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A pistil is the female sex organ on a cannabis plant. It usually just resembles a hair that comes out of a calyx. They are also commonly referred to as stigmas. When the pistil comes into contact with pollen that a male cannabis plant gives off, then it is considered to be pollinated. After this process, the female cannabis plant will then begin to develop seeds in the bracts, and they will contain ovule.

On younger cannabis plants, pistils will usually poke out randomly on different nodes of the plant. During the vegetative growth cycle, you will be able to spot them after visual inspection. Some are not so easy to spot, so close examination may be required. You won’t be 100% sure that you’ve got a female cannabis plant until you see white little hairs coming out from nodes on the plant. Sometimes you have to wait up to 8 weeks to be able to tell that you have a female, but 4 to 6 weeks is usually ample time to separate the males and females.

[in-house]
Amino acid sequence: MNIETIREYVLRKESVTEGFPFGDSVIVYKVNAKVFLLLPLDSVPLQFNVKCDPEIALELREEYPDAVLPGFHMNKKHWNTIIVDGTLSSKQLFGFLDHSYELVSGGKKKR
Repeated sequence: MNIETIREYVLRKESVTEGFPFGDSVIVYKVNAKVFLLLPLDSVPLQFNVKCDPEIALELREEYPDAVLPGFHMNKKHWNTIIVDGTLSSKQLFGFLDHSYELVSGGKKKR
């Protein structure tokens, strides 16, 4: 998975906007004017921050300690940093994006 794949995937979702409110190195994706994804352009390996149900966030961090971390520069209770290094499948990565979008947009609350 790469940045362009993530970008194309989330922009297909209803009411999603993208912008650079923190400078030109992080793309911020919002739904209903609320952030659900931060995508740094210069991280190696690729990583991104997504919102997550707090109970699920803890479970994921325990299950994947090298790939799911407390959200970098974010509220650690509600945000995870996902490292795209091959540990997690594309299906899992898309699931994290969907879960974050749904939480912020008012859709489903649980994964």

Pistils are usually a decent indicator of how well the female plant is progressing. Around 4 to 6 weeks through the cycle, the first orange and red colors will begin to peak through. During weeks 7 to 10, many of the pistils will be even riper shades of the same colors. The plants that only display the pistils will be the females and intersex plants. Intersex plants will produce pollen as well and can be a fairly big threat to the females. Sometimes, stress can play a role in a plant, causing it to develop intersex traits. Cannabis farmers usually knew it was time to cultivate when around 75% of the pistils were full of colors like red, pink, orange, and brown.

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